Across 19 major-league baseball stadiums in 19 states, are scattered the ashes of former Pink Pony owner, Charlie Briley. Perhaps one of the most well-known fans in the history of American baseball, Briley is largely responsible for bringing the Cactus League to Phoenix. It was his prime rib, stiff drinks and enthusiastic fandom that found baseball legends like Ted Williams, Mickey Mantle, Joe DiMaggio, and Jay “Dizzy” Dean seated in one of the Pink Pony’s booths season after season.
In 1949, Briley worked as a bartender at another local establishment where he met developer and part-owner of the New York Yankees, Del Webb. Webb introduced him to the Pink Pony’s owner Claudia Ogden who hired Briley on as a bartender and then sold the restaurant to him for $50,000 just a year later. During these early years, Phoenix was just beginning to cultivate its status as a spring training destination for major league baseball teams and Briley’s avid and vocal love of baseball soon brought like-minded baseball aficionados through the Pony’s doors. Briley’s close friendship with pitcher-turned-sportscaster “Dizzy Dean” strengthened the restaurant’s ties to baseball as Dean not only happily talked-up Briley and the restaurant any chance he got, but also brought many baseball big shots to dine at its tables. When the Baltimore Orioles agreed to do their spring training in Arizona, it was Briley who spearheaded a group of local businessmen to raise $56,000 in 1955 to build Scottsdale Stadium. Numerous teams utilized the stadium for spring training over the years and the Pink Pony functioned as a kind of unofficial office where owners and managers signed contracts and made trades over a round of drinks.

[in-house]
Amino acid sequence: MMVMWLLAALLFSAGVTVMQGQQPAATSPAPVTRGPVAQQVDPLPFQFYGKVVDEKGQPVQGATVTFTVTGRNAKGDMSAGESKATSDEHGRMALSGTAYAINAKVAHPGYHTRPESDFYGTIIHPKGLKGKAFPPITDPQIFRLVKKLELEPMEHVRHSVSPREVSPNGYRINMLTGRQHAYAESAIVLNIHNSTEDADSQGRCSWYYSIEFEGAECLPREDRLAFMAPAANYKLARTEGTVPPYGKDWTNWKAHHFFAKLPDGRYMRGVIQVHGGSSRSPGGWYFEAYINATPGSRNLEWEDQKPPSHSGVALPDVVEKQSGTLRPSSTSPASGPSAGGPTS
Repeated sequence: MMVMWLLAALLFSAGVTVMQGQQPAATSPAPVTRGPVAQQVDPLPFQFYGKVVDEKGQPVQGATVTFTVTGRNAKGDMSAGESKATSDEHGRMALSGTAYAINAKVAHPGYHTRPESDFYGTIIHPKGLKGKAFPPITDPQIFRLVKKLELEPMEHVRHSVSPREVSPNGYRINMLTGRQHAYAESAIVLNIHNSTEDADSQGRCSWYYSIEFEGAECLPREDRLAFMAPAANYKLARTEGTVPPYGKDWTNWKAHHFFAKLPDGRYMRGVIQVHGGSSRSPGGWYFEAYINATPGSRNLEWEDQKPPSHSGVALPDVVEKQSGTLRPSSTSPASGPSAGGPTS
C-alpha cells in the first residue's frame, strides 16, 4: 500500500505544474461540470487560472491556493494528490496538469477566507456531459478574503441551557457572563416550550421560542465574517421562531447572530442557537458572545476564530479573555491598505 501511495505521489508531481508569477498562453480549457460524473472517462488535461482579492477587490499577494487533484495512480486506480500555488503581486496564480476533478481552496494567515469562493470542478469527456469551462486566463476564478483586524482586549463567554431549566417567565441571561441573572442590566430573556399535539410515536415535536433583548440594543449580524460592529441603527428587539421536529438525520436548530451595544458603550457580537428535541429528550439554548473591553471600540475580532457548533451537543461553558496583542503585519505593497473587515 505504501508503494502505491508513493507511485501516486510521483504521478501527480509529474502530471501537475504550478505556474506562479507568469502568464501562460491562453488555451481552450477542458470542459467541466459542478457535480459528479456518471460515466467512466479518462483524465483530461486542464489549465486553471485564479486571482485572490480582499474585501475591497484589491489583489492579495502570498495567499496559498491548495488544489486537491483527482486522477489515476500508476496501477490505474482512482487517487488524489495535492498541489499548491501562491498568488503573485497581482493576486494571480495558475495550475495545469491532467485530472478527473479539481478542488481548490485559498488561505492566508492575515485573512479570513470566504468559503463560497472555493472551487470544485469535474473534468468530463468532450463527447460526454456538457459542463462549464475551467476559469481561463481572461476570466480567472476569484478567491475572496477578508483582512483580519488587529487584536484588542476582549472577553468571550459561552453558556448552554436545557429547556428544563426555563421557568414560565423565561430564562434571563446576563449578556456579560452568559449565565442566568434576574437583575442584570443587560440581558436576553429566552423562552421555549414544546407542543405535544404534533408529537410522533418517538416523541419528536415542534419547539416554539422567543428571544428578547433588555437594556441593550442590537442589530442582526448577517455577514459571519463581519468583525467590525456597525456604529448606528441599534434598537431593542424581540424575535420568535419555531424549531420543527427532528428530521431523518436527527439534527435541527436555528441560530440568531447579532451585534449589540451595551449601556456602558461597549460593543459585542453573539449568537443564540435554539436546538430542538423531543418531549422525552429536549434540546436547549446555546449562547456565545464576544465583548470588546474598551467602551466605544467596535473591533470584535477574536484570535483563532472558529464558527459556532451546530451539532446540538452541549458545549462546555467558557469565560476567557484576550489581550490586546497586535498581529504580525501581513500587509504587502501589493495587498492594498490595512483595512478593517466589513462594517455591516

The presence of spring-training in Scottsdale helped to solidify its reputation as a tourist destination and brought valuable cash flow into Scottsdale, not only from the teams who made it their home for the season, but also for the fans that traveled here to watch them practice. Scottsdale’s association with baseball heightened its visibility, made it even more appealing to the starlets and celebrities who began frequenting its resorts and partaking in its nightlife. (Certainly, the Pink Pony hosted many of these celebrities: Gene Autry had his own booth, Clark Gable liked to light up at the bar, and Robert Wagner and Natalie dined here on their wedding night.) Scottsdale’s participation in the story of baseball echoes the larger story of America’s mid-century love for the game. If the 1950s was a turning point in the construction of Scottsdale’s identity as both a tourist and a baseball haven, the decade was also a turning point for the status of the sport in American popular culture. To be sure, baseball had been popular for decades, but its popularity grew to new proportions as television broadcasts offered Americans a whole new way to experience baseball. Changes to the way the game was played and the exceptional quality of the players only increased the fervor of its fans. The style of play shifted to privilege home runs—from 1949 to 1959 the number of home runs per game increased by 32%--and players like Jackie Robinson, Yogi Berra, Stan “the Man” Musial, and Ted Williams populated the field. It was fascinating, it was dynamic, and it felt distinctly American at a time when the Cold War political climate made it seem as if the American national identity was under attack. Charles Briley’s love for baseball, the Valley’s love for baseball, is part of a broader phenomenon in which baseball became the iconic American pastime.